As stated even in the Dnsmasq documentation this could lead to problems in certain scenarios.

BUT, you could hack your way around this, if you really want to, using the next-pool feature and pools containing only one IP address (only way I could think of)
First, you create the last pool in the list which doesn't have a next-pool and prevents our next line from spitting an error.
/ip pool add name=ocd-pool-254 ranges=10.0.0.254
And next we create the rest of them.
:for p from=253 to=10 do={ :ip pool add name=("ocd-pool-" . $p) ranges=("10.0.0." . $p) next-pool=("ocd-pool-" . ($p+1)) }
And of course you set your dhcp server to use the first pool, ocd-pool-10.
But, why? :)
Interesting :)
 
Znevna
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Re: Problem with DHCP server

Wed Oct 30, 2019 11:32 am

[...] For now i have set on Mikrotik -->Store Leases on Disk never| hoping that will try to assign unused addresses after reboot. So far it is good
No.. that won't do it. I also set "never" to store leases on disk, to minimize flash wear and because except the IPs I've set static, I don't care if the rest of them change IP addresses.
And even so, given the same poolsize/range, even after factory reset, devices tend to get the same IP address from that pool (behaviour similar to dnsmasqs default pseudo-randomly based on MAC hash), I have a mobile phone that always gets .198 from a pool range of .100 - .199.
You could use what I wrote above for the first /24 and after that use another big pool(s) because it's one thing to have 200 pools and another to have 65k for the server to go through.
 
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Re: Problem with DHCP server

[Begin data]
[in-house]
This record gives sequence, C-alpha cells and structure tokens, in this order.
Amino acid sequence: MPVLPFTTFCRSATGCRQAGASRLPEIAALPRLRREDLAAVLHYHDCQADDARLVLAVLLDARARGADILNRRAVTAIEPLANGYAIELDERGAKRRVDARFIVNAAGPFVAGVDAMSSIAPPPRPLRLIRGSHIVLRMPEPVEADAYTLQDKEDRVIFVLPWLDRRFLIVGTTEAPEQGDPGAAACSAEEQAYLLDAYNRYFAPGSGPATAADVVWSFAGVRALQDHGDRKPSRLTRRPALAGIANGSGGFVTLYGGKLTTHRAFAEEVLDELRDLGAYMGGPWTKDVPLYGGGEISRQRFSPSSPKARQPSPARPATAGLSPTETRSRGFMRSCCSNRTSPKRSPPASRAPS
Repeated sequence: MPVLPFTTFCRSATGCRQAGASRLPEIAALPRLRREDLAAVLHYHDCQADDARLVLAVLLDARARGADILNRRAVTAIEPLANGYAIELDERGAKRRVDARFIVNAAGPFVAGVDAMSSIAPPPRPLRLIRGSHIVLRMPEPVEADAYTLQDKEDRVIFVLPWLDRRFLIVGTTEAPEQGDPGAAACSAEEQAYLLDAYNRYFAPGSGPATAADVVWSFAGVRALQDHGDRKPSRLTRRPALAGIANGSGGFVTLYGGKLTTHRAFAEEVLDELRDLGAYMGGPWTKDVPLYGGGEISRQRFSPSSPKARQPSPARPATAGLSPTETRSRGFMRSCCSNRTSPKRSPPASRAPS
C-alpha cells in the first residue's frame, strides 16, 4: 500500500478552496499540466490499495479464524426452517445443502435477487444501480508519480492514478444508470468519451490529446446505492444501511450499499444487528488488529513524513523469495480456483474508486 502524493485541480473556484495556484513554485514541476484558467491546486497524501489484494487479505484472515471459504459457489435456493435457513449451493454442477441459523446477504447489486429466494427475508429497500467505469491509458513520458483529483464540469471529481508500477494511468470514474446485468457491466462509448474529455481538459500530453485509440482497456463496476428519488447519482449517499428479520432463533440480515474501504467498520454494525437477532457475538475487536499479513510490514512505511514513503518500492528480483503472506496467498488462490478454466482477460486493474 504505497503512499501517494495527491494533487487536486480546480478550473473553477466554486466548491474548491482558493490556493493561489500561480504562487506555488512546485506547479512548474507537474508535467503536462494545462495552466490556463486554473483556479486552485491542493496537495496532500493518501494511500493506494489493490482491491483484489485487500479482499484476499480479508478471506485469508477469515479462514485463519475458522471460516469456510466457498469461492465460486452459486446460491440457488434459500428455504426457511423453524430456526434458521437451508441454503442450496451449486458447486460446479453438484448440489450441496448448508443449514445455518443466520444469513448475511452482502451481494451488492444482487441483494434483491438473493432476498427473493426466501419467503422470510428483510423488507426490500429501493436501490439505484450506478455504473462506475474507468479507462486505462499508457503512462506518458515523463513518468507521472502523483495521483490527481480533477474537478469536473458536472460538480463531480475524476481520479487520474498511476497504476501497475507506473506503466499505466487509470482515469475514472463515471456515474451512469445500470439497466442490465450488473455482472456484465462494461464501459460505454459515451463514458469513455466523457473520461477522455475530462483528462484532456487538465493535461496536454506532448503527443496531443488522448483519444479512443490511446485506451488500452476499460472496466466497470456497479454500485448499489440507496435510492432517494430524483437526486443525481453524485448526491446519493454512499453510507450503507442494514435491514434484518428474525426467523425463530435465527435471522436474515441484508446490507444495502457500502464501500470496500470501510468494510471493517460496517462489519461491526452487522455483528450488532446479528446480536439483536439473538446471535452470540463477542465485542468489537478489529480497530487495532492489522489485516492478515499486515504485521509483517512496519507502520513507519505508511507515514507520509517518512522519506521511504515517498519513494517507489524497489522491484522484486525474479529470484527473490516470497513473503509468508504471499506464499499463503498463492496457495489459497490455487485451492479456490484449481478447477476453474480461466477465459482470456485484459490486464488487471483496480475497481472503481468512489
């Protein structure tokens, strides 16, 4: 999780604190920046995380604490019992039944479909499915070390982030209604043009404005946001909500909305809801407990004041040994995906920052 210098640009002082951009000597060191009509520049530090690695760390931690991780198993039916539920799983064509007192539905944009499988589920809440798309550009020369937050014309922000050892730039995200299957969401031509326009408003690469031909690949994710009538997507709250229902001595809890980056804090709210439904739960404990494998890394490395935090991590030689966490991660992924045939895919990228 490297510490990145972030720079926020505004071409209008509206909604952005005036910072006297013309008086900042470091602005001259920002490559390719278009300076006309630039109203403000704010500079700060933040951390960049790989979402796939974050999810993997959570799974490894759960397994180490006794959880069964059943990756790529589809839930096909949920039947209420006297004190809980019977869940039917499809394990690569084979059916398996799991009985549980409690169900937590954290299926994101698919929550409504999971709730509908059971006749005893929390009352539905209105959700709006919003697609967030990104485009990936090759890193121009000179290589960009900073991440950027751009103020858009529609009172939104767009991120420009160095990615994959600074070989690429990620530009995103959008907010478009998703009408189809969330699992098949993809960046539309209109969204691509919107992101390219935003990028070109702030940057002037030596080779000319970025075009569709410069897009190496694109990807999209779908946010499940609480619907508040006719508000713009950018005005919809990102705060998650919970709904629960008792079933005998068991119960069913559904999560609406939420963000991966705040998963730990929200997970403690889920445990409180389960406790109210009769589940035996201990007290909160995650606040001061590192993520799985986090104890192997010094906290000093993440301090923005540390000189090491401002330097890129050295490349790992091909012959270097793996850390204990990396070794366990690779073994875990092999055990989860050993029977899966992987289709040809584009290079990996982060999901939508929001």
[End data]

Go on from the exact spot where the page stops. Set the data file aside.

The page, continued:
Wed Oct 30, 2019 12:01 pm

I had problem with QNAP storage didnt want to talk with 10.0.3 .* /16 addresses for some reason, it has 10.0.0.11/16 address :). Other devices were working.
Here's your technical reason not to use /16 ... so either investigate the QNAP problem or persuade your manager that /16 is a no-go.

And even so, given the same poolsize/range, even after factory reset, devices tend to get the same IP address from that pool (behaviour similar to dnsmasqs default pseudo-randomly based on MAC hash), I have a mobile phone that always gets .198 from a pool range of .100 - .199.

That's because when client device sends its first DHCP DISCOVERY message, it may include preferred IP address. And if DHCP server doesn't see anything wrong with it (e.g. it's not within right L3 subnet or it's already in use by some other device), it can send DHCP OFFER with requested IP address. Which most DHCP servers do. If client doesn't include preferred IP address or it's not acceptable to DHCP server, then DHCP server will choose one that suits (either it's a static lease or random address from pool).
So it's only the matter of clients remembering used addresses for all wireless networks they connected to ...
BR,
Metod